Since stoves were covered, might as well see what everyone is using on top of them.

My favorite by far (so far) is the Optimus HE weekender–Terra-Weekend-HE-Cook-Set-60993&kid=624231&gid=879853160625?ad=4504269044

I can nest a large iso/pro canister, a pocket rocket, and a pie tin lid (lid cut from a AL pie pan for big pot so I can drink coffee out of the “frying pan” AKA coffee cup while cooking)

With the pocket rocket I can take 2C water from spring temp to a hard boil in about 55 seconds

I have a GSI hard anodized
pot set. But I would way prefer a pot with a bail handle.

Thanks for the link… I am having fun wandering around a new to me outdoor store.

is unhealthy.

The nesting MSR pots are artfull, aesthetic, cook well too.

Pots with clamped on covers are HD.

The nesting pots are Porsche grade cookware.

unanodised aluminum
like Club aluminum pots were unhealthy if you slow cooked acid foods like tomatoes in them. Other than that, un anodized AL is fine for use also.

Heading for the Porsche dealer…
…looking for the new 911 Potznpanz Einspritzen !!

metallurgy getting a pot to go 200 mph !

I use a jet boil. My cooking set is from Ikea. It is little toy set called dugrig

it has a one egg fry pan, 2 cup pot with pasta strainer, a wok, and cover lid. It is all stainless steel and nests together. It is great for one man. Best of all it costs $4.99.

jetboil ?

That’s the name I came up with. Looks like the price has doubled! E-gads!

Looks interesting. I think something like a mini-wok could come in quite handy.


Not a minimalist
I enjoy outdoor cooking, and I am definitely not a minimalist in my cookware. For a number of years we took our family of 6 (including 3 teenage boys) to the BWCA, and that means a lot of food! With just 2-4 to cook for these days, I use a 3 pot nested set of pots, Teflon lined for the basics. I also frequently carry an Outback Oven for baking. I also carry an aluminum percolator with the “innards” removed as a hot water pot. We have very nice meals cooking on an MSR Dragonfly that I have had since the year they came out.


my older 1-2 person set is plain aluminum, my much newer 2-3 person is hard anodized aluminum. 2 nesting pots, a nesting kettle and a frying pan lid.

Evolving towards smaller & lighter
On my first backcountry trip, I traveled with a woman that brought a dilapidated crate of cookware that included cast iron fry pan, a big kettle, a big coffee pot and I don’t know what else, but the crate was overflowing and it was always a challenge to try to tie it into the canoe. We were on Maine’s St. John River, and there were enough rapids to worry about tipping out. I think we would have lost a lot of the crate had that happened.

After that I developed my own kitchen kit, which traveled in a 5-gallon bucket. Plates went on the bottom and a $12 non-stick, aluminum cookset went in next. It was a four pan set I bought in the houseware section at Walmart. It was something like this:, only the lids were aluminum not glass. I took off the handles so the pans could nest and added a pot grabber from Campmore. There was enough room in the bucket to add stove, fuel, utensils etc, so I had the whole kitchen in a waterproof bucket with a lid. Easy to tie into the canoe and if lost it would float. That lasted until I got into kayak camping, which made me down size.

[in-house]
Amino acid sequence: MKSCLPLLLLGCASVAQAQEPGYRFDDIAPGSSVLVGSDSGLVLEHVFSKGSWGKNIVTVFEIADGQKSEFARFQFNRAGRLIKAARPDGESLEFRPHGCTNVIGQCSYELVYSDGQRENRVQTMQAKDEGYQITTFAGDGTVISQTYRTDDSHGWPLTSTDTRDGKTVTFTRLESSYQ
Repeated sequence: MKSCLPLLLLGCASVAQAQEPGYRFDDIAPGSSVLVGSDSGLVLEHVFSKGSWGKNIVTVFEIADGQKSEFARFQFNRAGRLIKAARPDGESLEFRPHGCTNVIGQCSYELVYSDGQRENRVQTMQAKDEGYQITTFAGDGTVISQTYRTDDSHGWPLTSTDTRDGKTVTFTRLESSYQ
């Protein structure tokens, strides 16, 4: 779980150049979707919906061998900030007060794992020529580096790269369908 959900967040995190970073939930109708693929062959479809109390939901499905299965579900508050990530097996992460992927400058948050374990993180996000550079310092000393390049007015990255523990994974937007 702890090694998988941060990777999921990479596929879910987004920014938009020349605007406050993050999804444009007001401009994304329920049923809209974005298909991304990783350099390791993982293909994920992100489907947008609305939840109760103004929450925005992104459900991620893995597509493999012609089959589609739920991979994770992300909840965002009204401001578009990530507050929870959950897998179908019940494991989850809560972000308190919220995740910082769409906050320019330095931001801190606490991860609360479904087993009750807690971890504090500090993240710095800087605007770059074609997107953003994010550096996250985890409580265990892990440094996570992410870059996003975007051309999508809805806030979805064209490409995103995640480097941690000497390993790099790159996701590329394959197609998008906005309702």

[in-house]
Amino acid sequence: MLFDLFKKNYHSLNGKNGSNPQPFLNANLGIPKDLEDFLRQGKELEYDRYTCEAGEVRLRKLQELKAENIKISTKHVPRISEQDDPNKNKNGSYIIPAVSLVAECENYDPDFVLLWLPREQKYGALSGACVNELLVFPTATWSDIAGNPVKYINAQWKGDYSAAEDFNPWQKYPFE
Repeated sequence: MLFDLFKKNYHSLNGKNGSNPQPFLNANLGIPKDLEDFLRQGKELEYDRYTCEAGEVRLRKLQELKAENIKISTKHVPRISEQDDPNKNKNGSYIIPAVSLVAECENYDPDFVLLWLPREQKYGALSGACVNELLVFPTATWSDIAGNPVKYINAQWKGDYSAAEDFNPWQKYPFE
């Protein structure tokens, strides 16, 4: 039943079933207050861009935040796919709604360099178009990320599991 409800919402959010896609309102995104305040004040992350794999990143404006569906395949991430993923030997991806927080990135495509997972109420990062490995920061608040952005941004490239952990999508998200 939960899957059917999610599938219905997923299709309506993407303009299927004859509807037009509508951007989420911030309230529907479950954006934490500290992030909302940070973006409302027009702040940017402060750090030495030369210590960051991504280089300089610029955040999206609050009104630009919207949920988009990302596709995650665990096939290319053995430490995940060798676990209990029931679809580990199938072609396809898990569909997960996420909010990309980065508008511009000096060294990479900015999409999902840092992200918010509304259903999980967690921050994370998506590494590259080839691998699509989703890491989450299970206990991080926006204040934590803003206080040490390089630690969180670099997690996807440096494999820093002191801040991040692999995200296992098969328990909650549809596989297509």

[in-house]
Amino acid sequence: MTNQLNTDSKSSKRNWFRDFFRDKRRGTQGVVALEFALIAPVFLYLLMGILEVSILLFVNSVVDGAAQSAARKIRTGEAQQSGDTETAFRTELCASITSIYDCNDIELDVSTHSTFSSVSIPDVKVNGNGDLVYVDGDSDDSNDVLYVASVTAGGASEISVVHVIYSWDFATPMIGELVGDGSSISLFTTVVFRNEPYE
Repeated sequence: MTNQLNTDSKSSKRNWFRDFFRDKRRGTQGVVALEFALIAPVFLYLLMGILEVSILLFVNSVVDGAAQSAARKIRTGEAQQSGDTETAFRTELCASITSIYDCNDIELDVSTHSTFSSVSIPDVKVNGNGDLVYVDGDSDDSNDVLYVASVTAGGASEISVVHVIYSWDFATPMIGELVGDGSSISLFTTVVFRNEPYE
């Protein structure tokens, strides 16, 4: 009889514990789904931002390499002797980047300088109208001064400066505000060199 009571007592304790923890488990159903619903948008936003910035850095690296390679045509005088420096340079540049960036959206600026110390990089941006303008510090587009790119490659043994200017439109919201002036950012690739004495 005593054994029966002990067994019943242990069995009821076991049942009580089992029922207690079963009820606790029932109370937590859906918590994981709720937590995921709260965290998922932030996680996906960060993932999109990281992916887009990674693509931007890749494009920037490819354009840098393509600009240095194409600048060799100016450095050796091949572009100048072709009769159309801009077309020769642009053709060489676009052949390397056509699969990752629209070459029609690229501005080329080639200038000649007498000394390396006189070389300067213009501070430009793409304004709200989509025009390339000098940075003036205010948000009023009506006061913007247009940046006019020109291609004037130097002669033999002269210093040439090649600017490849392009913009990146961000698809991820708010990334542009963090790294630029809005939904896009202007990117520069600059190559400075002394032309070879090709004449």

In the kayak, I’d just take the smaller pots from the cookset. But the aluminum bodies of the pans were flimsy and while stuffing gear into the irregularly shaped kayak hatches the pots became irregularly shaped, too. Lids no longer fit, so they had to go.

A few years ago I upgraded to a smaller and slightly sturdier set from Texsport: These work fine and meet my needs for canoe and kayak camping. But the last couple of years I’ve started doing canoe trips with portages and going backpacking. As a result, I want to squeeze every ounce out of my cooking kit. I’ve been packing the 2L Texsport pot, which weighs around 11 oz. I expect if I am willing to fork over some dollars, I could cut the weight in half with a titanium pot. Any suggestions?

I also have Jet Boil products. I tend not to bring the Jet Boil unless the weather is warm, because it doesn’t seem to have much umph if temp below about 50 degrees. Also, I don’t like the idea of having to pack out empty cannisters, so I’ve never taken it on trips where I am humping my gear.


I got a dragonfly after Coleman stopped selling their Peak stoves, and after a Kiwi, TSA guy spotted the Peak in my suitcase.

The dragonfly is not bad after you assemble it and get by the warmup, but man, that thing is noisy! Peace and quiet in the backcountry have to wait until dinner is cooked!


Evolution cookware. Don’t know if they make it anymore, but I’ve used it for many years. Non sticking, good stuff.

Jet Boil ? Holy Salmon, everyone raves abt Jet Boil. I resisted the tide n eventually the urge went away.

The gas can goes into the sleeping bag with you, into your coat before dinner. warms to use able temps quickly, maybe 3-4 hours.

If you are evolving then crawl up to real stainless:

foil. yes, I know aluminum foil is on the list but reuseable. Large area turkey foil lipped over pot edge under cover, firmly pressed down, as the foil will blow away if you walk away, wind or no wind !

Foil down over the gas bottle, with throttle on the opposite side ! will heat the bottle…if the stove lights.

Try shaking the bottle.

before lighting the stove.